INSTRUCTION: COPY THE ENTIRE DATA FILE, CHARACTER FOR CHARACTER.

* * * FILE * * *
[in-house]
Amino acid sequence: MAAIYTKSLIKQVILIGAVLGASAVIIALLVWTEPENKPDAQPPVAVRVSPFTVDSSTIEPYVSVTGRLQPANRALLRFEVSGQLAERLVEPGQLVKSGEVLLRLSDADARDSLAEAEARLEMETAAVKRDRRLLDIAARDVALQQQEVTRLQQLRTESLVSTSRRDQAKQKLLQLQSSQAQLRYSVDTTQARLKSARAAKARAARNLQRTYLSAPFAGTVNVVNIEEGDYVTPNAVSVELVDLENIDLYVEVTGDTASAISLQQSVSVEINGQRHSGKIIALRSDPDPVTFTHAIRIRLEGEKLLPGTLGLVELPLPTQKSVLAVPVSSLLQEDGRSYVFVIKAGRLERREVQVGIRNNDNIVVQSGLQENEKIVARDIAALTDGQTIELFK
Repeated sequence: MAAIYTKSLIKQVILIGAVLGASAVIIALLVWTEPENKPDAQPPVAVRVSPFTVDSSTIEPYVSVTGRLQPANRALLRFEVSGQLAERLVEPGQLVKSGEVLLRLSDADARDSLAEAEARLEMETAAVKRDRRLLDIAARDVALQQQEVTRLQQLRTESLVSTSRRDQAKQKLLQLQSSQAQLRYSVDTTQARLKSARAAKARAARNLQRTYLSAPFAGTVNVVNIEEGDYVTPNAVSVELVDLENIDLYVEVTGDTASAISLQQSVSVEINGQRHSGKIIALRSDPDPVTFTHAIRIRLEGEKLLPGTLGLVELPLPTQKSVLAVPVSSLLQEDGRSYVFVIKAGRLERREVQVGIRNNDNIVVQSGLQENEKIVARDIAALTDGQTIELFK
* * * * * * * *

[in-house]
Amino acid sequence: MAAIYTKSLIKQVILIGAVLGASAVIIALLVWTEPENKPDAQPPVAVRVSPFTVDSSTIEPYVSVTGRLQPANRALLRFEVSGQLAERLVEPGQLVKSGEVLLRLSDADARDSLAEAEARLEMETAAVKRDRRLLDIAARDVALQQQEVTRLQQLRTESLVSTSRRDQAKQKLLQLQSSQAQLRYSVDTTQARLKSARAAKARAARNLQRTYLSAPFAGTVNVVNIEEGDYVTPNAVSVELVDLENIDLYVEVTGDTASAISLQQSVSVEINGQRHSGKIIALRSDPDPVTFTHAIRIRLEGEKLLPGTLGLVELPLPTQKSVLAVPVSSLLQEDGRSYVFVIKAGRLERREVQVGIRNNDNIVVQSGLQENEKIVARDIAALTDGQTIELFK
Repeated sequence: MAAIYTKSLIKQVILIGAVLGASAVIIALLVWTEPENKPDAQPPVAVRVSPFTVDSSTIEPYVSVTGRLQPANRALLRFEVSGQLAERLVEPGQLVKSGEVLLRLSDADARDSLAEAEARLEMETAAVKRDRRLLDIAARDVALQQQEVTRLQQLRTESLVSTSRRDQAKQKLLQLQSSQAQLRYSVDTTQARLKSARAAKARAARNLQRTYLSAPFAGTVNVVNIEEGDYVTPNAVSVELVDLENIDLYVEVTGDTASAISLQQSVSVEINGQRHSGKIIALRSDPDPVTFTHAIRIRLEGEKLLPGTLGLVELPLPTQKSVLAVPVSSLLQEDGRSYVFVIKAGRLERREVQVGIRNNDNIVVQSGLQENEKIVARDIAALTDGQTIELFK